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Report: By age 17, 83% of black children are living in broken homes

Broken homes equals broken children Photo: Sheila Tostes/Flickr/Creative Commons

Do broken homes equal broken children? Photo: Sheila Tostes/Flickr/Creative Commons

According to two reports released by the Family Research Council, (FRC) by age 17, 83% of Black children are living in broken homes. By the same age, 46% of white children are no longer living with both biological parents.

Over the last 60 years, the problem has steadily worsened with an increasing number of children being affected by broken families. Between 1950 and 2012, the number of black teens aged 15 to 17, who lived in a family made up of both biological parents had declined by 21%. For white children, the decrease was 13%.

Part of this breakdown is due to divorce. There was a time when parents stayed together for their children’s sake. However, that notion is now considered outdated and children are experiencing the rejection that comes with the family breakdown, often with devastating consequences.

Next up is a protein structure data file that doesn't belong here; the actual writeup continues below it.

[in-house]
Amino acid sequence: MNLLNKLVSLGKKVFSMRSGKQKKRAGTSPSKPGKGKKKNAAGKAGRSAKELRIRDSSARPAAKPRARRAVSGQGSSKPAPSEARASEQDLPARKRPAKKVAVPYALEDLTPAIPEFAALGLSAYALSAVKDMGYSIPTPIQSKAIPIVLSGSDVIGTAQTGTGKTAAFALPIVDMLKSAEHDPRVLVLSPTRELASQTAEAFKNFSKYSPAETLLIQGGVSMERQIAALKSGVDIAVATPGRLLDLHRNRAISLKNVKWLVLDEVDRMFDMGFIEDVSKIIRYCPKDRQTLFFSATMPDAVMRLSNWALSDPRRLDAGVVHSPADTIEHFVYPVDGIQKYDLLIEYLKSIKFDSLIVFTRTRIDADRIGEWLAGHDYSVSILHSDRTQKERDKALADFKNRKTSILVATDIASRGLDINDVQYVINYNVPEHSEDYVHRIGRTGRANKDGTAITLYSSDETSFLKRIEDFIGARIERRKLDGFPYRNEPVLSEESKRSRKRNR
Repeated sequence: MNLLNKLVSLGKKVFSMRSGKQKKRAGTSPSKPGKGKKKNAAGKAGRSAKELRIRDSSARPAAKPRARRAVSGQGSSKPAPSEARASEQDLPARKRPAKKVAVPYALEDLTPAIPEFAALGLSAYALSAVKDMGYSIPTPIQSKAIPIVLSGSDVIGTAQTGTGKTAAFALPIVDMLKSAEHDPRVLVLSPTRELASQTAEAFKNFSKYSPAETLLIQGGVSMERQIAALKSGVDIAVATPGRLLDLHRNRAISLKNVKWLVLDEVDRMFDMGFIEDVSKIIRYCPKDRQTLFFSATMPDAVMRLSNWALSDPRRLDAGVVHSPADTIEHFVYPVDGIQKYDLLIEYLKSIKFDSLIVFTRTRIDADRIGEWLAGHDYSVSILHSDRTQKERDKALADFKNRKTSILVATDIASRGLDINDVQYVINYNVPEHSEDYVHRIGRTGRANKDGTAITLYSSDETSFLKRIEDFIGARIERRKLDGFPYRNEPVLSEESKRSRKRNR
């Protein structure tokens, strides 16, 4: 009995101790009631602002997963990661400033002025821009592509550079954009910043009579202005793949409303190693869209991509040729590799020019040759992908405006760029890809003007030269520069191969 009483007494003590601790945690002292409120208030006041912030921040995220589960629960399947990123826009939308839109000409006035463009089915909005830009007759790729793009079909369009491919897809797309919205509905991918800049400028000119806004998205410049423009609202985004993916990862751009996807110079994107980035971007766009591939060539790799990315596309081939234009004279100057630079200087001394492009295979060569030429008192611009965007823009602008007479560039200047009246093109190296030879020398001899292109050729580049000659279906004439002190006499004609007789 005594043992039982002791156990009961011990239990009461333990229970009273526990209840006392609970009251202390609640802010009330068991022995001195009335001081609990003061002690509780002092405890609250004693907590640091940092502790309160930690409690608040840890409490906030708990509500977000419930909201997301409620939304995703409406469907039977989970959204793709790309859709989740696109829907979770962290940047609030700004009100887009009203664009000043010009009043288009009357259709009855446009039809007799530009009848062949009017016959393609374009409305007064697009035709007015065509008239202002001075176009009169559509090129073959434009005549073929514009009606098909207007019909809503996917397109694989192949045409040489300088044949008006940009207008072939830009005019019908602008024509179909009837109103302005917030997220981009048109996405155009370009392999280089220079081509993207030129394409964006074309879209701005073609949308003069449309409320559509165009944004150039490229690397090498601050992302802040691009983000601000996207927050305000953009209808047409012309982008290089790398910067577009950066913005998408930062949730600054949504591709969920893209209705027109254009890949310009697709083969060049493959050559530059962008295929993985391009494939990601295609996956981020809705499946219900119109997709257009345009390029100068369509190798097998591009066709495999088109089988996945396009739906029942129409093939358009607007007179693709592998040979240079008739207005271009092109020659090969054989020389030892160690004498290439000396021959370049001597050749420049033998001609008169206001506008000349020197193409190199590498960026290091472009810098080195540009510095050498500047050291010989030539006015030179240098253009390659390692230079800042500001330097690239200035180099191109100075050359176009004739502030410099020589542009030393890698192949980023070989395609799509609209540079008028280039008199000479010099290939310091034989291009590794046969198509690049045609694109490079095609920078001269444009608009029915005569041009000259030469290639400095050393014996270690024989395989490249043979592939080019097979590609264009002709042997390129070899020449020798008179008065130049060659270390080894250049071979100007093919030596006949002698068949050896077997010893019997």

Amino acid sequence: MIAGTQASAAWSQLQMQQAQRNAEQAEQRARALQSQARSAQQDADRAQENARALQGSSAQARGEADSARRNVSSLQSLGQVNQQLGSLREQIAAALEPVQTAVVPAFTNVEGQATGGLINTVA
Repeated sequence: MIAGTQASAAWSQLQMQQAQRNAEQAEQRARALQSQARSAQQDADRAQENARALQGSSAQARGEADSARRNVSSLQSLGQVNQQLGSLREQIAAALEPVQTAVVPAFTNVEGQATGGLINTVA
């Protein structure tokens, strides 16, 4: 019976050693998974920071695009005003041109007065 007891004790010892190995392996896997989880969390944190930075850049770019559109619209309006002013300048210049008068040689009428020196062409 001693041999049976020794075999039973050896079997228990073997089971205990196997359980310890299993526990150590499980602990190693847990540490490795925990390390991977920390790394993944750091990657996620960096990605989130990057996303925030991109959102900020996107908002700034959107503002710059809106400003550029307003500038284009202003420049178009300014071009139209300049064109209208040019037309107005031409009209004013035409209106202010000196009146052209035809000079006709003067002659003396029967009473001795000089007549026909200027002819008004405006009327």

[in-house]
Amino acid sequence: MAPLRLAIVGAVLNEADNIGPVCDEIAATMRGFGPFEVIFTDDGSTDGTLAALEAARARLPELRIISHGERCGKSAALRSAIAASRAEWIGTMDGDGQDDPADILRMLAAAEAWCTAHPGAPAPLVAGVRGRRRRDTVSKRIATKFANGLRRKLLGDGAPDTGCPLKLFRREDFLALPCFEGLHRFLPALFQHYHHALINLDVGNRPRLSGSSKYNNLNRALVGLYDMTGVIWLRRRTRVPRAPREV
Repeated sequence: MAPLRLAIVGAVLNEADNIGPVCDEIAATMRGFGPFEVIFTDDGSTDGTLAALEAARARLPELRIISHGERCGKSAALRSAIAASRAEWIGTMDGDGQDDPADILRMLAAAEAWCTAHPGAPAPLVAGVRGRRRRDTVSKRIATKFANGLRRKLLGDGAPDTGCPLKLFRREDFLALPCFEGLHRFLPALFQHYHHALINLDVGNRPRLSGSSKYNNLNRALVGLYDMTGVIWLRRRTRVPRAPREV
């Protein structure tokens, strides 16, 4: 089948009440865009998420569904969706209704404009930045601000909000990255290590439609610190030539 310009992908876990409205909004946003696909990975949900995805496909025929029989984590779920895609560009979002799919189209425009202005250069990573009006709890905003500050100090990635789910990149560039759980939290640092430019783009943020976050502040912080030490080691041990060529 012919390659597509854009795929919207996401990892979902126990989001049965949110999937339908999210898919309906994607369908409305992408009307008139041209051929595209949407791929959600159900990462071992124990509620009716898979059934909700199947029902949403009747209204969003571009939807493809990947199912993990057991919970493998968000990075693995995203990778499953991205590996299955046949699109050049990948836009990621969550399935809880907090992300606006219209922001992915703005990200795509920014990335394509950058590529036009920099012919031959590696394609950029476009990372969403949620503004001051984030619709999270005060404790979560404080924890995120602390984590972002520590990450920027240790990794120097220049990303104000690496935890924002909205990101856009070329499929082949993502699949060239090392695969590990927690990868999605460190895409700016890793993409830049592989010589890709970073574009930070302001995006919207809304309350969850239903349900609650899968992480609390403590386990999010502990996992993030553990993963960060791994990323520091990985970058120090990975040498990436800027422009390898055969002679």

The FRC said:

“The American family is in crisis. Our nation’s children, especially our black children, are being robbed of their married biological parents.

However, another contributing factor was the number of children who from birth grow up in single-parent families. In 2012, at the age of two, only 30% of black children were living in a home with both biological parents compared to 75% for white children.

This often leaves mothers in the difficult position of having to raise children on their own. Having faced the challenge of raising children in a two-parent family, I have no idea how single parents do it.

The stats unfortunately show that Black children are particularly hard hit by the family breakdown.

In a recent post, we talked about a statement made by Milwaukee County, Wisconsin Sheriff David Clarke. He was responding to criticism of a recent shooting of an armed black 21-year-old man by a police officer.

Clarke, who is also black, blamed the problem on single-parents families. He said in an interview with Fox News:

“The number one cause of this is father-absent homes. So what are we going to do in terms of having more-effective parenting, more role modeling, more engaged fathers in the lives of these young black men so that we don’t have this behavior.”

The FRC data was part of two reports  — the “State of the Black Family” and “Fifth Index of Belonging and Rejection.” The organization’s goals are to advance faith, family and freedom in public policy from a Christian perspective.

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